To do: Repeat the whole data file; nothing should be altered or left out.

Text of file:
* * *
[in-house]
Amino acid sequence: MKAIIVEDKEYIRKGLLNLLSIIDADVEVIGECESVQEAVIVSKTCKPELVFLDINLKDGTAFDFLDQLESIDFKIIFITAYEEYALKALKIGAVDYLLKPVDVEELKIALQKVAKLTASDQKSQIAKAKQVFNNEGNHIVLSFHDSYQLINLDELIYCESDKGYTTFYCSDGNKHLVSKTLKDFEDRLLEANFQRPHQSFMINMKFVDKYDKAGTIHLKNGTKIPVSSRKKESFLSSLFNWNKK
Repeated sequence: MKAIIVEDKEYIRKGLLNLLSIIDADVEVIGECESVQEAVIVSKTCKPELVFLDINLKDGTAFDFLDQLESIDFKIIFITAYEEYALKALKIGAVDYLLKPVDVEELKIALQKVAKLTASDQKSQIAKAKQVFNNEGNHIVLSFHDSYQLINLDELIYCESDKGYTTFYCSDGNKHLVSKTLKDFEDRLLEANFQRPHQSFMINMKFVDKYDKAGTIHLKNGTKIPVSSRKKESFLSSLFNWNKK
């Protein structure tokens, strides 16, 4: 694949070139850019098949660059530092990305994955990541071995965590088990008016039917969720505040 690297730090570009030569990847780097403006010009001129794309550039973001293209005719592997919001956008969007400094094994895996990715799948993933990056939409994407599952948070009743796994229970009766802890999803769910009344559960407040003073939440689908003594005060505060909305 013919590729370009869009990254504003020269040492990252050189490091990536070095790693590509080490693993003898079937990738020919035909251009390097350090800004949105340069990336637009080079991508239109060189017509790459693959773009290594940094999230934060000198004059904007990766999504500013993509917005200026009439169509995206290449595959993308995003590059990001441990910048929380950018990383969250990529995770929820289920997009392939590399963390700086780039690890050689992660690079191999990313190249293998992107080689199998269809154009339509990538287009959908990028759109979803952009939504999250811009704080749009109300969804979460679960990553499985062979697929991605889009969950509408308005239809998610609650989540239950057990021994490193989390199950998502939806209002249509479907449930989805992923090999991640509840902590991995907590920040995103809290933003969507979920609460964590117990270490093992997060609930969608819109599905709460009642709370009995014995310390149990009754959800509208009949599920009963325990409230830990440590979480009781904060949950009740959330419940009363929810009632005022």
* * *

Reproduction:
[in-house]
Amino acid sequence: MKAIIVEDKEYIRKGLLNLLSIIDADVEVIGECESVQEAVIVSKTCKPELVFLDINLKDGTAFDFLDQLESIDFKIIFITAYEEYALKALKIGAVDYLLKPVDVEELKIALQKVAKLTASDQKSQIAKAKQVFNNEGNHIVLSFHDSYQLINLDELIYCESDKGYTTFYCSDGNKHLVSKTLKDFEDRLLEANFQRPHQSFMINMKFVDKYDKAGTIHLKNGTKIPVSSRKKESFLSSLFNWNKK
Repeated sequence: MKAIIVEDKEYIRKGLLNLLSIIDADVEVIGECESVQEAVIVSKTCKPELVFLDINLKDGTAFDFLDQLESIDFKIIFITAYEEYALKALKIGAVDYLLKPVDVEELKIALQKVAKLTASDQKSQIAKAKQVFNNEGNHIVLSFHDSYQLINLDELIYCESDKGYTTFYCSDGNKHLVSKTLKDFEDRLLEANFQRPHQSFMINMKFVDKYDKAGTIHLKNGTKIPVSSRKKESFLSSLFNWNKK
């Protein structure tokens, strides 16, 4: 694949070139850019098949660059530092990305994955990541071995965590088990008016039917969720505040 690297730090570009030569990847780097403006010009001129794309550039973001293209005719592997919001956008969007400094094994895996990715799948993933990056939409994407599952948070009743796994229970009766802890999803769910009344559960407040003073939440689908003594005060505060909305 013919590729370009869009990254504003020269040492990252050189490091990536070095790693590509080490693993003898079937990738020919035909251009390097350090800004949105340069990336637009080079991508239109060189017509790459693959773009290594940094999230934060000198004059904007990766999504500013993509917005200026009439169509995206290449595959993308995003590059990001441990910048929380950018990383969250990529995770929820289920997009392939590399963390700086780039690890050689992660690079191999990313190249293998992107080689199998269809154009339509990538287009959908990028759109979803952009939504999250811009704080749009109300969804979460679960990553499985062979697929991605889009969950509408308005239809998610609650989540239950057990021994490193989390199950998502939806209002249509479907449930989805992923090999991640509840902590991995907590920040995103809290933003969507979920609460964590117990270490093992997060609930969608819109599905709460009642709370009995014995310390149990009754959800509208009949599920009963325990409230830990440590979480009781904060949950009740959330419940009363929810009632005022």